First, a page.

5 Fitness Tips for Seniors with Limited Mobility
Staying active is a core component of supporting overall health and quality of life as we age. Unfortunately, this can be easier said than done as seniors face many challenges to mobility, including everything from age-related chronic health problems to fears of falling. However, it is possible for older adults at any age to start enjoying the many-body and brain-boosting benefits of fitness and exercise. Wondering where to begin when it comes to getting your aging loved one up and moving? Start with the five limited mobility fitness tips for seniors.
1. Start Slow
Regardless of age, it’s easy for anyone to get carried away by the excitement of starting a new exercise program. However, rushing into too much too quickly can be a recipe for failure -- especially for seniors. Why? Because sedentary bodies need to adjust to movement again.
Not only can overdoing it with a new fitness regimen lead to burnout, but it can also result in injuries -- ultimately leading to less, not more, mobility. And the fewer seniors move, the less capable and confident they become about moving. The result? A vicious cycle threatening everything from mental health to the ability to live alone.
Seniors can avoid taking on too much by starting slowly with their limited mobility fitness plans. Even small changes can lay the groundwork for a big change. It’s also essential for older adults to check in with their healthcare providers before beginning any new exercise regimen. In addition to clearing seniors for exercise, a physician can also make helpful recommendations for getting started.
2. Do It Every Day
Want to help your aging loved one derive all of the benefits of working out? Encourage him/her to do it every day. According to the Mayo Clinic, committing to regular exercise has a number of benefits, including improving energy levels, enhancing your mood, weight control, better sleep, and decreased risk of everything from hypertension to cardiovascular disease. Just 30 minutes of walking a day can yield incredible benefits, but for now, if your aging loved one can manage just five minutes of strategic movement and fitness, daily efforts will lead to growth over time. (Even just getting off the couch is progress for seniors suffering from limited mobility -- particularly given research linking too much sitting with increased mortality.)
One caveat? More crucial than moving your body every day is moving your body the right way every day. Participating in a fitness class specifically aimed at older adults can help ensure that seniors are performing the correct types of exercises in the correct way. A physical therapist or personal trainer with expertise in working with seniors can also offer vital partnerships for seniors looking to improve their mobility through limited mobility fitness exercise.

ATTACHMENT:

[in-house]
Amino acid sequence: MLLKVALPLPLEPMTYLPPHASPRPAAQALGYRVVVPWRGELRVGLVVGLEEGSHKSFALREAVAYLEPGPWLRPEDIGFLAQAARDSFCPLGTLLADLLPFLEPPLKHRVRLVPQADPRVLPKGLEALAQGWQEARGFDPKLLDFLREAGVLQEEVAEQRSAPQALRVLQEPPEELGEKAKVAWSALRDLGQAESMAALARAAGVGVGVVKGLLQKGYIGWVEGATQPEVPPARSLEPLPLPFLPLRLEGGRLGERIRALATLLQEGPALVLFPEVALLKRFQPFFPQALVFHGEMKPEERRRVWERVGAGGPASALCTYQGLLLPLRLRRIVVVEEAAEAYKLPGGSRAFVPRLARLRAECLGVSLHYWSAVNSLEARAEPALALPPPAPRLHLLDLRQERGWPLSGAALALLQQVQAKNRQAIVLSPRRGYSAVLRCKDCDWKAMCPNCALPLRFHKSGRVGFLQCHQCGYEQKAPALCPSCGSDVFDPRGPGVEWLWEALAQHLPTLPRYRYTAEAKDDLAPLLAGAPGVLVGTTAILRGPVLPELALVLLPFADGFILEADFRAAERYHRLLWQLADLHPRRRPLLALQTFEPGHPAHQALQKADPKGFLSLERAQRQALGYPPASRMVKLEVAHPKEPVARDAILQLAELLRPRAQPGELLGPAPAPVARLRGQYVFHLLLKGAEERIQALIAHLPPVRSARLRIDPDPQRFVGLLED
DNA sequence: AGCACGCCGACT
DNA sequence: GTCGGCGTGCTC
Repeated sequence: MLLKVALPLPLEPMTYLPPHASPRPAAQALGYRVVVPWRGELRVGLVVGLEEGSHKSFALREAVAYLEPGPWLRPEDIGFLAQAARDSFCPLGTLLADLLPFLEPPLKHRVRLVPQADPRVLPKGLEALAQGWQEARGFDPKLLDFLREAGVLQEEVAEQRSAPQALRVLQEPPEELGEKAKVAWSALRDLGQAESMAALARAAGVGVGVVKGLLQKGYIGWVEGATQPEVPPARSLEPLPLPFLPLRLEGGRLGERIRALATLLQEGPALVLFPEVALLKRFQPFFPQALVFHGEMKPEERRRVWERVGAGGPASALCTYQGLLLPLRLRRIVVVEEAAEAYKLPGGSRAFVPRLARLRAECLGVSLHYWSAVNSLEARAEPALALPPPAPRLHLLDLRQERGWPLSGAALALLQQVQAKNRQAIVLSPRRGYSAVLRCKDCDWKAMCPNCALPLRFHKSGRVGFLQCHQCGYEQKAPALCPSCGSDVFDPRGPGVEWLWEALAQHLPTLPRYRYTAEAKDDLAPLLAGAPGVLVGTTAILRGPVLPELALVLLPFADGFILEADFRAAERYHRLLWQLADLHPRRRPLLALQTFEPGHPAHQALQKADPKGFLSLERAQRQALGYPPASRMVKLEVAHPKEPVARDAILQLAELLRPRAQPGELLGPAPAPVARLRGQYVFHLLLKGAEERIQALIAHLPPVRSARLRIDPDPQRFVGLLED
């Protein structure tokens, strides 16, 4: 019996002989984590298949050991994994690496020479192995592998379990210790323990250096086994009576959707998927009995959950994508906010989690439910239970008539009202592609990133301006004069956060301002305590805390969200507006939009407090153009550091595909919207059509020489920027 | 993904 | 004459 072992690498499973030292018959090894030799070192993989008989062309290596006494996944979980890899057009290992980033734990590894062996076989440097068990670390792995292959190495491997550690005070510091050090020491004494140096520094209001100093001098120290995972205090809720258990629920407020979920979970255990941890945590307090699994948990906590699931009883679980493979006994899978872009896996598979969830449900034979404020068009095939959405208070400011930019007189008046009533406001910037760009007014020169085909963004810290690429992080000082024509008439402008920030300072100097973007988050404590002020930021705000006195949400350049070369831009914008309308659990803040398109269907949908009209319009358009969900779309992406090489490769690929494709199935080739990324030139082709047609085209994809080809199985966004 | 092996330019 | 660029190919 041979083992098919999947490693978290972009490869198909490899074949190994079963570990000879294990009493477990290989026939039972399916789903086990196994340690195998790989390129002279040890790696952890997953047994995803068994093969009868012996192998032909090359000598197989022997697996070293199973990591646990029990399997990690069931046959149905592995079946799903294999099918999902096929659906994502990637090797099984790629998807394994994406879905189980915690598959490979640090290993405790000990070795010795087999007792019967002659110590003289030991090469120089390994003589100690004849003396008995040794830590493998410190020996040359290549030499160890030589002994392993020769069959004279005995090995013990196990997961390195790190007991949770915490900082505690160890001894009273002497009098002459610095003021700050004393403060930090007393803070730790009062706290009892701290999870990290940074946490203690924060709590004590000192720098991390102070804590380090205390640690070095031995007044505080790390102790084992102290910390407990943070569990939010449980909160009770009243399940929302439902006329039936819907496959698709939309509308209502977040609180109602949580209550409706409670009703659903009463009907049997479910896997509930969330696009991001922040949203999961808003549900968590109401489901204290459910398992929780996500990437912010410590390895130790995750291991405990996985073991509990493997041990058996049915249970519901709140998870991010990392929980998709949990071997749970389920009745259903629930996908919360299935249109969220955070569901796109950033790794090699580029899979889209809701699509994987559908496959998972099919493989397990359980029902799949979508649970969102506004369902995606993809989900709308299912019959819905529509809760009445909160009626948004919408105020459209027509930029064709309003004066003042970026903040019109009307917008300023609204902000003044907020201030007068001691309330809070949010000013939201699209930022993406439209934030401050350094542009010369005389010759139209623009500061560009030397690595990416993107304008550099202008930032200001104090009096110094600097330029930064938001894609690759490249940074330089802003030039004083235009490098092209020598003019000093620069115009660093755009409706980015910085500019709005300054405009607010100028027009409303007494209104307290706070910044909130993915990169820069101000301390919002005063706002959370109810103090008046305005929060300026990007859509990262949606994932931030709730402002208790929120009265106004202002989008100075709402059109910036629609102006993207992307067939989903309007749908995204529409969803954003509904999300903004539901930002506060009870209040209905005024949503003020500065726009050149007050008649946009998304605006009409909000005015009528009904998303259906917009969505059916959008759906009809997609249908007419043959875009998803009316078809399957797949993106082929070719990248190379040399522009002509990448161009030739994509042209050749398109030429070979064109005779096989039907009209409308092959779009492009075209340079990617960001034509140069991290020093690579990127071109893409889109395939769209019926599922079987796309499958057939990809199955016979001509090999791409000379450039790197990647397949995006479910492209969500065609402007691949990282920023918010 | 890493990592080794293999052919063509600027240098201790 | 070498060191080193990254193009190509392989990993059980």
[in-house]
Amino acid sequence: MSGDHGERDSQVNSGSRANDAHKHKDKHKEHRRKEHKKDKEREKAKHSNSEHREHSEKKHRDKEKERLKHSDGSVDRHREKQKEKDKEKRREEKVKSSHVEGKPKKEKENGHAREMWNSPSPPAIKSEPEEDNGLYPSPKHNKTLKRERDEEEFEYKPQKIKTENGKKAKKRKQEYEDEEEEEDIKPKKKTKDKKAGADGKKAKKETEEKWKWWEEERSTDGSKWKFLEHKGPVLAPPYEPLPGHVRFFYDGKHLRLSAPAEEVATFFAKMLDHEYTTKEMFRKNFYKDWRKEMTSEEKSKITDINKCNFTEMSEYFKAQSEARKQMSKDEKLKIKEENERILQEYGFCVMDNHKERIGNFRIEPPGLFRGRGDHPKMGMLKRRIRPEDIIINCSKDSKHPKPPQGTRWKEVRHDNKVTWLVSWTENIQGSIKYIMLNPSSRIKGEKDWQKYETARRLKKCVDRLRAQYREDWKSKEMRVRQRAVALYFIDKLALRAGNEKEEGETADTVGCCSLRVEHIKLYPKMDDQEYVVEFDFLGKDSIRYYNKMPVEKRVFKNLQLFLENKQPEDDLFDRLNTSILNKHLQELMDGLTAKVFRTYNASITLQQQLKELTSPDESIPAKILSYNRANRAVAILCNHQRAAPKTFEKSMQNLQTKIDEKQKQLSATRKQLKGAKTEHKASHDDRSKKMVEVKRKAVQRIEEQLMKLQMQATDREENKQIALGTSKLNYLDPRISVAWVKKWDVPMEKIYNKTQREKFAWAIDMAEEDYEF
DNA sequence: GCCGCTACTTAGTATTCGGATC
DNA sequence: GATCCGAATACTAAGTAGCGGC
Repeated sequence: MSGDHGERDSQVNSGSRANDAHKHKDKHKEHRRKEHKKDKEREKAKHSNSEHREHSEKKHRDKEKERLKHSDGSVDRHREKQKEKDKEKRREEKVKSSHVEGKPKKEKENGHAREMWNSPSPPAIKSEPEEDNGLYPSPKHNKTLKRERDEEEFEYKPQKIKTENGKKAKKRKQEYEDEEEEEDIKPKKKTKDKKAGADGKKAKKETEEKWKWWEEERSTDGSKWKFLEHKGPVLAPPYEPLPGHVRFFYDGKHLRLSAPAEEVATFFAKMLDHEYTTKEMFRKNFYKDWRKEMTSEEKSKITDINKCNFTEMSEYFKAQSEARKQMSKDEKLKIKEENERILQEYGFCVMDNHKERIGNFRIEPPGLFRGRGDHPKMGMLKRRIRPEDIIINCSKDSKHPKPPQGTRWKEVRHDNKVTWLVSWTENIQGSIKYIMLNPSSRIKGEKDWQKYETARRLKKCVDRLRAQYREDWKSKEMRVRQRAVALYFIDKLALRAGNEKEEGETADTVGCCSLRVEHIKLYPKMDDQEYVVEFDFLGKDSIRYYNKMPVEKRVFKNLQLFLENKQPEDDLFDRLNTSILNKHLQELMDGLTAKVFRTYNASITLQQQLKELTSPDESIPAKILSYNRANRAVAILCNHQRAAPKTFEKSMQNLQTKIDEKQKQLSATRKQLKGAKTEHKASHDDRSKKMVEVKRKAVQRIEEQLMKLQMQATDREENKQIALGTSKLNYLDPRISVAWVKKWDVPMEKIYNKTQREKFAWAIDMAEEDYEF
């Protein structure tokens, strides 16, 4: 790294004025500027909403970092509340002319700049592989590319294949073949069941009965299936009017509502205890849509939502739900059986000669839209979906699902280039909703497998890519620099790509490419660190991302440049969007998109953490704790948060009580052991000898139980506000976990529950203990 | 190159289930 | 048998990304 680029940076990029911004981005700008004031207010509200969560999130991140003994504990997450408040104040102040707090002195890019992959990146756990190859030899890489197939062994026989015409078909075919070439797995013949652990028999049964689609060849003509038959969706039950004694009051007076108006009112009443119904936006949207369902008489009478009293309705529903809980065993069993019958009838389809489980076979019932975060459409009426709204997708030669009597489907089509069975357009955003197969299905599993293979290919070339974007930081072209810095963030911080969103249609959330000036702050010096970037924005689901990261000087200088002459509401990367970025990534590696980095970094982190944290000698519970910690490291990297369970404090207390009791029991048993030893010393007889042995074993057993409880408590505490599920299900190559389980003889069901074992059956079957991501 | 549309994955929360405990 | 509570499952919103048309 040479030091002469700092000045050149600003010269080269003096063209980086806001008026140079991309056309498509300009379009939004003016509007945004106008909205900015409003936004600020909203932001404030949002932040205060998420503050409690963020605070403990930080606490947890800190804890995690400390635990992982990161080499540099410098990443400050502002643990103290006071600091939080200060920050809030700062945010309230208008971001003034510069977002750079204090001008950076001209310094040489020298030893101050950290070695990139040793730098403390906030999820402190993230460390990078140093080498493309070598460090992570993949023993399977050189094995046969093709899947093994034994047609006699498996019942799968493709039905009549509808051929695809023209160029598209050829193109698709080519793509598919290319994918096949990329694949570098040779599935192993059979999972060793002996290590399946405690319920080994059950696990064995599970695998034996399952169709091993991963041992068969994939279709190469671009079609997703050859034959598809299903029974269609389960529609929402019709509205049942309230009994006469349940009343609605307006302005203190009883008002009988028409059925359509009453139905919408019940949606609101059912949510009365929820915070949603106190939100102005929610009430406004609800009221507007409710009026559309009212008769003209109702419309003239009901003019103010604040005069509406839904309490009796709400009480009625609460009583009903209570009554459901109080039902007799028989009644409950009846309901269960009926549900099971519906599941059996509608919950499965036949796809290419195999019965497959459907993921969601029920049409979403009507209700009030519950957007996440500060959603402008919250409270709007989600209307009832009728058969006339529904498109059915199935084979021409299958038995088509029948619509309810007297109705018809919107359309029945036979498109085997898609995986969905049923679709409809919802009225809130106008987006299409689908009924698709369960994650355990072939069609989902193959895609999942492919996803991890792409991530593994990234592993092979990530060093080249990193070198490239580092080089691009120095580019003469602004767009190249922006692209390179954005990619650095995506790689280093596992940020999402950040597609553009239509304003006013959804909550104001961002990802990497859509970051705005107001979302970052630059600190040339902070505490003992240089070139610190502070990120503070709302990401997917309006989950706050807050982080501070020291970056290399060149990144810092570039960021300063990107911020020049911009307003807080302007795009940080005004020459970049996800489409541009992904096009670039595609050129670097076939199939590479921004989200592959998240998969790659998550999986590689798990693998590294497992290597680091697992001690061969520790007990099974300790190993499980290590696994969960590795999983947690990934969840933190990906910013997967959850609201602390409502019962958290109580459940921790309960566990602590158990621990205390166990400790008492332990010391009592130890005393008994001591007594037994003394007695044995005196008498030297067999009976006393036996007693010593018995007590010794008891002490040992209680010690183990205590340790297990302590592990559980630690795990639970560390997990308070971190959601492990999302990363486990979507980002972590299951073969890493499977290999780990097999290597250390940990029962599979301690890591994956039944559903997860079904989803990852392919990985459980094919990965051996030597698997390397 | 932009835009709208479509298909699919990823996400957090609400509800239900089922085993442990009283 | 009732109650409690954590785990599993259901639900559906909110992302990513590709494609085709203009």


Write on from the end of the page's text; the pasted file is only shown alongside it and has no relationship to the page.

Many people aim to add exercise to their daily routine and fail, so what can caregivers do to prevent aging loved ones from this particular pitfall? Research indicates that establishing exercise as a habit plays an integral role in maintaining a fitness routine. Which begs the question: how do you help seniors make it a habit? Experts recommend establishing a ritual; starting small; and focusing on developing the habit first before worrying about results.
Speaking of establishing a ritual, early morning is best for many seniors as it can help them stay on track. Also, make sure to choose activities that you and your aging loved one both enjoy. These four daily exercises are suitable for people of all ages and abilities and can help them build both capacity and confidence.
While endurance-boosting cardiovascular exercises might be the first type of physical activity that comes to mind, it’s one of several fitness activities critical to achieving optimal health. Also important? Flexibility. Don’t forget stretching! NIHSeniorHealth recommends 12 flexibility exercises aimed at helping seniors improve their flexibility and enjoy more freedom of movement. These can be done easily at home using a sturdy chair or a wall for balance. Just make sure seniors warm up before stretching to avoid injuries.